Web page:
Splenectomy

What does the spleen do and what is a splenectomy?

A splenectomy is an operation to remove the spleen. The spleen rests in the uppermost area of the left side of the abdomen, just under the diaphragm. The spleen plays a role in immunity against bacterial infections and filters foreign substances from the blood such as worn out blood cells. It also regulates blood flow to the liver and acts to store blood cells.  At any given time, almost one-third of the blood in the body is located in the spleen.

Why would a splenectomy be necessary?

A splenectomy may be indicated in children for a variety of disorders. The most common diseases that are improved by splenectomy are those in which the spleen consumes abnormal red blood cells or platelets. When red blood cells are destroyed, anemia results. Hereditary spherocytosis is a condition in which red blood cells are abnormally spherical instead of disc-like and are therefore recognized by the spleen as abnormal and destroyed. Splenectomy is usually indicated after five years of age. Beta-thalassemia and sickle cell anemia are other disorders of the red blood cells in which splenectomy is often helpful.

When platelets are consumed, normal blood clotting is impaired and easy or spontaneous bleeding may occur. Idiopathic thrombocytopenic purpura (ITP) is a disease in which the antibodies are formed against platelets making the platelets recognized as abnormal by the spleen and destroyed. Most cases resolve on their own or with medications, but in some cases these measures are ineffective and splenectomy is required to prevent life-threatening bleeding with normal childhood activities.

Pediatric hematologists treat these disorders until they believe that a splenectomy would be beneficial at which time children are referred to our surgical team. We work very closely with your hematologist to help you decide if your child’s spleen should be removed.

How do patients prepare for a splenectomy?

With the exception of rupture from trauma, splenectomy is rarely an emergency and can be scheduled electively at a time that is the most convenient for your family. Your child can live without a spleen; however, he or she may have an increased susceptibility to infections. When immunizations are given prior to removing the spleen, they are more effective in protecting against infection. Vaccinations for a group of bacteria that are called "encapsulated" (Haemophilius Influenzae type B, 23-valent Streptococcus pneumoniae and Neisseria meningitidis) need to be completed prior to this operation. A pediatrician or primary care physician is able to administer these vaccines.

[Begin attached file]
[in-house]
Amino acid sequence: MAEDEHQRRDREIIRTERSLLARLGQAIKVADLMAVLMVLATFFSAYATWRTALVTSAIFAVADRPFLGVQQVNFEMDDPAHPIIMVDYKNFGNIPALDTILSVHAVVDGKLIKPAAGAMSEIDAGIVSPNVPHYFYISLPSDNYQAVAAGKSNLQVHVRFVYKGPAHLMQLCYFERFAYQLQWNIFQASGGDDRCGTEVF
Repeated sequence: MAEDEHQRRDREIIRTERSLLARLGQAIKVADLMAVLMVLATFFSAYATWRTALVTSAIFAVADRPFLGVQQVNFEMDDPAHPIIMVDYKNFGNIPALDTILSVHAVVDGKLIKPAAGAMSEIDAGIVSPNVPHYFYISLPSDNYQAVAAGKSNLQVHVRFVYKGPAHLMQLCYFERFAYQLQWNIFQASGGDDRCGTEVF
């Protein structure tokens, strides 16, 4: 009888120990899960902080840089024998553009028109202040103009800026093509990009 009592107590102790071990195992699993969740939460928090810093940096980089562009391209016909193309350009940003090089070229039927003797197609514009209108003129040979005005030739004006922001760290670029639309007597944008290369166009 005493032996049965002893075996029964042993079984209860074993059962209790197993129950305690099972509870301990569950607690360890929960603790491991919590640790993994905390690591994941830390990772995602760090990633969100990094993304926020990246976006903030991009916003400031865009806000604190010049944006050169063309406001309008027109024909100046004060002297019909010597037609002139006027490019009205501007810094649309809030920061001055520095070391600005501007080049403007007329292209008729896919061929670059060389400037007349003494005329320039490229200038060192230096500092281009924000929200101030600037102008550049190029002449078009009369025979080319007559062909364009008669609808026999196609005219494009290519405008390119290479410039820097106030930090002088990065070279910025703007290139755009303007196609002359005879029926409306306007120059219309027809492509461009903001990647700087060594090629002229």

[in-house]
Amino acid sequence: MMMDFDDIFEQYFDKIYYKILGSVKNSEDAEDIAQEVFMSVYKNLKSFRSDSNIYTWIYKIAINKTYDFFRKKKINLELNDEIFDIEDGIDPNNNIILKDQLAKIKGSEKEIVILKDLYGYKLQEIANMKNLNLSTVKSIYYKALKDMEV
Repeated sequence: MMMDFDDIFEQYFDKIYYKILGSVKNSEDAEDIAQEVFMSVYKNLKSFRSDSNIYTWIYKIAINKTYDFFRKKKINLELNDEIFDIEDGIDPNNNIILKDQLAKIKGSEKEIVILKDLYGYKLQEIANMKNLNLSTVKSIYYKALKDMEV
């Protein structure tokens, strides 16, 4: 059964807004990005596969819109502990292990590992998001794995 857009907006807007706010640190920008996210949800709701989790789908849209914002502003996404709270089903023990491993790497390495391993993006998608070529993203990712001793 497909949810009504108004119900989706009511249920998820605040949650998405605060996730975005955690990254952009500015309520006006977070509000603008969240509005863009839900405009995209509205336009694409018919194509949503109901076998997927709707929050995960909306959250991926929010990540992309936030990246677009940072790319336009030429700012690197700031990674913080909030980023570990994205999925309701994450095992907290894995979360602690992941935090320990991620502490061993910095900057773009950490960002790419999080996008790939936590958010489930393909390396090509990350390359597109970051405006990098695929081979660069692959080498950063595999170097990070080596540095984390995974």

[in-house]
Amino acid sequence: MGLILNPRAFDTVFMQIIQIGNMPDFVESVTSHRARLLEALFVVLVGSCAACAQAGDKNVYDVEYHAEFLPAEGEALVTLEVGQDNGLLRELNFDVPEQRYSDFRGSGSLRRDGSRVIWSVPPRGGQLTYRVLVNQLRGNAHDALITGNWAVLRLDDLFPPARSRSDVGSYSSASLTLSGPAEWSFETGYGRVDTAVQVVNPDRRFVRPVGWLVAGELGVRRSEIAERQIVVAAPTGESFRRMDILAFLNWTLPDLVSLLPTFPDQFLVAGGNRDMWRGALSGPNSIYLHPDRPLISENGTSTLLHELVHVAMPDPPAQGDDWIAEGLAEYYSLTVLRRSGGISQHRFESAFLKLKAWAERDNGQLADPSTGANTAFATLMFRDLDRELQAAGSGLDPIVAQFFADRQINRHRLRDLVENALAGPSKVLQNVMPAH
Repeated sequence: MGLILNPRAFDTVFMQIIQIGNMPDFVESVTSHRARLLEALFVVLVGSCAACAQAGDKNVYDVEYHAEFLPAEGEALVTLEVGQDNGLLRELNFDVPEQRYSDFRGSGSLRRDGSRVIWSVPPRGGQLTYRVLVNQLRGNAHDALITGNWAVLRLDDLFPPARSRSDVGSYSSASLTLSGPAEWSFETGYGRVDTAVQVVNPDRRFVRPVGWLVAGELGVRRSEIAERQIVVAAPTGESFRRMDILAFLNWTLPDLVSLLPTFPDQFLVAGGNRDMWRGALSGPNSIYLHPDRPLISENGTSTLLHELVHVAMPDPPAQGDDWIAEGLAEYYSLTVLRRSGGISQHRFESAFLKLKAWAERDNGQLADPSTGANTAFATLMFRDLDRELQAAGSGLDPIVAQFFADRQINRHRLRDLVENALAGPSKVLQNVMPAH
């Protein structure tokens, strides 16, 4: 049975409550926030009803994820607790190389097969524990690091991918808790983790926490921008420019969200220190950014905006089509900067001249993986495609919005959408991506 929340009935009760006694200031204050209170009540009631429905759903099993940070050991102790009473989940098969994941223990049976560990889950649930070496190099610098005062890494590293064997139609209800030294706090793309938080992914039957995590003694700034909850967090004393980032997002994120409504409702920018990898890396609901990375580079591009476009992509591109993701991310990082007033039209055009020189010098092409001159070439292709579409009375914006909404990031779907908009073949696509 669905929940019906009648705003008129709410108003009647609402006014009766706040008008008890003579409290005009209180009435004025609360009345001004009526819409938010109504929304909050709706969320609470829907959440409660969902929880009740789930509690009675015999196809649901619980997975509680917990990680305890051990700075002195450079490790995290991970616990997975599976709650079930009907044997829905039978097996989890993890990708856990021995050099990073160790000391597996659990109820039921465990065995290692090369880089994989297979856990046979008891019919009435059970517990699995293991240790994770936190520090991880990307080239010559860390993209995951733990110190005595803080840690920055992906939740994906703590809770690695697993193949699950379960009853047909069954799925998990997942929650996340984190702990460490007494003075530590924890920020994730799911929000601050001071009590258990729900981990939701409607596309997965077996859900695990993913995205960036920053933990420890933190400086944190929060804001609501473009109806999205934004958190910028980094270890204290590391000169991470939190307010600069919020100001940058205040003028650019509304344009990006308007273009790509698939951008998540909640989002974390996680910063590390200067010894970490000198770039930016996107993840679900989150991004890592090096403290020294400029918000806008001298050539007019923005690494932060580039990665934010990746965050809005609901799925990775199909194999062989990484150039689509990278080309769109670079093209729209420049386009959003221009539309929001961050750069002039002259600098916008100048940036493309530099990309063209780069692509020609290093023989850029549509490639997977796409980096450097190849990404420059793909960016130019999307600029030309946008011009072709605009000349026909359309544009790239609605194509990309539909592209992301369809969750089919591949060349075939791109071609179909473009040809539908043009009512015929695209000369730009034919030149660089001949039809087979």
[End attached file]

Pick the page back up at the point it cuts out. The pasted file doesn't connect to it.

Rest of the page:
What will happen in the operating room?

In many cases, the spleen can be removed using a minimally invasive or laparoscopic approach. This usually involves four small incisions in the abdomen to allow a small camera and tiny surgical instruments to pass into the abdomen. If the spleen is very large, one of the incisions may need to be enlarged remove the spleen. The spleen is cut away from its attachments to the diaphragm, colon and stomach and the splenic artery and vein are cut and sealed off using a special stapling device. Since the spleen may be as large as ten inches long, in order to remove it through a half inch hole, the spleen is placed in a strong plastic bag inside the abdomen and is pulled out in small pieces. Absorbable sutures are used to close the muscular layer and skin of the abdomen. The operation is completed in approximately two to three hours.

In cases of trauma or due to anatomic factors sometimes laparoscopic splenectomy is not possible. In those cases, an incision (cut) is made on the abdomen to remove the spleen in one piece.

Before and during surgery the anesthesia team provides anesthetic, fluids and antibiotics. Depending on their initial counts and the judgment of the team, sometimes children with significant anemia or low platelet count will undergo blood or platelet transfusion for surgery.

What will be my child's recovery?

If done laparoscopically, the hospital stay is typically two to four days. If the splenectomy is performed “open,” the hospital stay may be up to one week. Until your child is able to tolerate a regular diet they will receive IV pain medications. Your child will likely resume eating on the day after the operation. Your child must be able to eat, drink and be comfortable on pain medication taken by mouth before going home. The Pediatric Surgery team will be available to answer any questions you may have concerning the progress of your child.

What should I be looking out for after the operation?

In the first two weeks after surgery it is important to monitor for signs or symptoms of infection such as fever or redness and swelling around the surgical site. For long term care, you and your child will be instructed on measures to take to prevent severe infections. After recovery from surgery, the major risk of splenectomy is overwhelming infection from an encapsulated organisms. The vaccines given preoperatively reduce the risk of infection. In children over five years of age the risk of overwhelming infection from these organisms after splenectomy is less than 1 in 1000 over a lifetime. The benefits of daily antibiotics after a splenectomy are currently up for debate in the medical community. We recommend this decision be made following a discussion with your hematologist and our Pediatric Surgery team.